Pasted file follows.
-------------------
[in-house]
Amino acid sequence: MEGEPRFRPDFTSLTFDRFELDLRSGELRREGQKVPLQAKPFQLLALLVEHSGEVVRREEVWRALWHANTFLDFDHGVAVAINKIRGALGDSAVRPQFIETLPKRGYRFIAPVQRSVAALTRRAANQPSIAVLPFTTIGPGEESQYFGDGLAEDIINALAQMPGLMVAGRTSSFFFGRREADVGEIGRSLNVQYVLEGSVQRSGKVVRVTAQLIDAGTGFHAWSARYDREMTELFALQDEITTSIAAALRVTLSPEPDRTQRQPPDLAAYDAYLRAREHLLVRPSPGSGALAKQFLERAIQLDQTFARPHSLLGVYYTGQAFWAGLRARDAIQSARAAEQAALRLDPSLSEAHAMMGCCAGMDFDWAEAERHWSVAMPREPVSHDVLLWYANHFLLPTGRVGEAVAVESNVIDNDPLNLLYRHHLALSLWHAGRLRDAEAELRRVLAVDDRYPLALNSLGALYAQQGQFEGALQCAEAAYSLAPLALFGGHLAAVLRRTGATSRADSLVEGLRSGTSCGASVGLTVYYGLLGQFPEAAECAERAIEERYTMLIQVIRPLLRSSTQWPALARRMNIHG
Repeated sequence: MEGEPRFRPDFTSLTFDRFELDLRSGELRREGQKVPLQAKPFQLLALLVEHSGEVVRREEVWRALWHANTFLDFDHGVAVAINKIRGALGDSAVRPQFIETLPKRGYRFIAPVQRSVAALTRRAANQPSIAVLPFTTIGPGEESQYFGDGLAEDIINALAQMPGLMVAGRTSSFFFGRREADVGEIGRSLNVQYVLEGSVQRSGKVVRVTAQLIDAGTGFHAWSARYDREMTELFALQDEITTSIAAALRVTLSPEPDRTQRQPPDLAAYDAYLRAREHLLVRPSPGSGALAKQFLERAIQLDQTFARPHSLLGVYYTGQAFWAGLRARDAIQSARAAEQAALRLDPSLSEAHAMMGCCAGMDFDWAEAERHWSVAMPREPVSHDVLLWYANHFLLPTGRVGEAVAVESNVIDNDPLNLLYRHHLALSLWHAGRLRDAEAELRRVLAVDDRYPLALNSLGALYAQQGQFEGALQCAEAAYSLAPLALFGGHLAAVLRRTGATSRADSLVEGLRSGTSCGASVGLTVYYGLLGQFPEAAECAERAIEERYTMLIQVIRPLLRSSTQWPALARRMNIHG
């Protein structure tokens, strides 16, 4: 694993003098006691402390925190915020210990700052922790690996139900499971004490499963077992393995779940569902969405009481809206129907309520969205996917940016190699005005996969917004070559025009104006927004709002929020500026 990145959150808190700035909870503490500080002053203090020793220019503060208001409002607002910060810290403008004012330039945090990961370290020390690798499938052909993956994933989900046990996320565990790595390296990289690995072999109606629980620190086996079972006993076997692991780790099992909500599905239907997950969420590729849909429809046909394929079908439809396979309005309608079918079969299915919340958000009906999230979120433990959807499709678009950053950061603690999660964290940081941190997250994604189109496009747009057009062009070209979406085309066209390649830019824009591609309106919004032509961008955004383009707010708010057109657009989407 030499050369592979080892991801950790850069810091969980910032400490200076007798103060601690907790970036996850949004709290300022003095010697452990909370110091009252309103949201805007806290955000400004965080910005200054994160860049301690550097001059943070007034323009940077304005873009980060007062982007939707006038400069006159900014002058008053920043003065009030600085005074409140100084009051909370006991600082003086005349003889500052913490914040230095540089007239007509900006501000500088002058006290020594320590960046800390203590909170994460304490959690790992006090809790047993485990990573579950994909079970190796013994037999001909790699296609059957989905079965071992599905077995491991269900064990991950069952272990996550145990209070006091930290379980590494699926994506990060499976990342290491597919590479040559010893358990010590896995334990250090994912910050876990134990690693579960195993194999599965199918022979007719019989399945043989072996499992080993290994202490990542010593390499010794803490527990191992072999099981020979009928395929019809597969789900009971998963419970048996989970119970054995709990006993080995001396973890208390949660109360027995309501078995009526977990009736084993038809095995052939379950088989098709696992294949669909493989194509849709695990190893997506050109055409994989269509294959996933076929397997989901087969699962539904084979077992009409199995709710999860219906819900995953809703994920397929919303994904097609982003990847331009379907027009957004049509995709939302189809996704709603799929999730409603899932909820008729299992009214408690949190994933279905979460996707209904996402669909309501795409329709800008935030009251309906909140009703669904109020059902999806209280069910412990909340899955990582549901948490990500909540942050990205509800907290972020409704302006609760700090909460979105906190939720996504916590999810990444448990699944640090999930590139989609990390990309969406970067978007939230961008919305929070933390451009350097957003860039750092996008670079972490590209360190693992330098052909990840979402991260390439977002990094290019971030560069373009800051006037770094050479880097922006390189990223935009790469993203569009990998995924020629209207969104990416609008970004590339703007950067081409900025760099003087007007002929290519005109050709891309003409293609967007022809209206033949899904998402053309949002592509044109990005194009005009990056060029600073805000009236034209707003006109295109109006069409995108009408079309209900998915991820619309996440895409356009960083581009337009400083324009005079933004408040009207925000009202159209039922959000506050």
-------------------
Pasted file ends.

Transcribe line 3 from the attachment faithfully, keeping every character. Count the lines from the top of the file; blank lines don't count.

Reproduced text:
Repeated sequence: MEGEPRFRPDFTSLTFDRFELDLRSGELRREGQKVPLQAKPFQLLALLVEHSGEVVRREEVWRALWHANTFLDFDHGVAVAINKIRGALGDSAVRPQFIETLPKRGYRFIAPVQRSVAALTRRAANQPSIAVLPFTTIGPGEESQYFGDGLAEDIINALAQMPGLMVAGRTSSFFFGRREADVGEIGRSLNVQYVLEGSVQRSGKVVRVTAQLIDAGTGFHAWSARYDREMTELFALQDEITTSIAAALRVTLSPEPDRTQRQPPDLAAYDAYLRAREHLLVRPSPGSGALAKQFLERAIQLDQTFARPHSLLGVYYTGQAFWAGLRARDAIQSARAAEQAALRLDPSLSEAHAMMGCCAGMDFDWAEAERHWSVAMPREPVSHDVLLWYANHFLLPTGRVGEAVAVESNVIDNDPLNLLYRHHLALSLWHAGRLRDAEAELRRVLAVDDRYPLALNSLGALYAQQGQFEGALQCAEAAYSLAPLALFGGHLAAVLRRTGATSRADSLVEGLRSGTSCGASVGLTVYYGLLGQFPEAAECAERAIEERYTMLIQVIRPLLRSSTQWPALARRMNIHG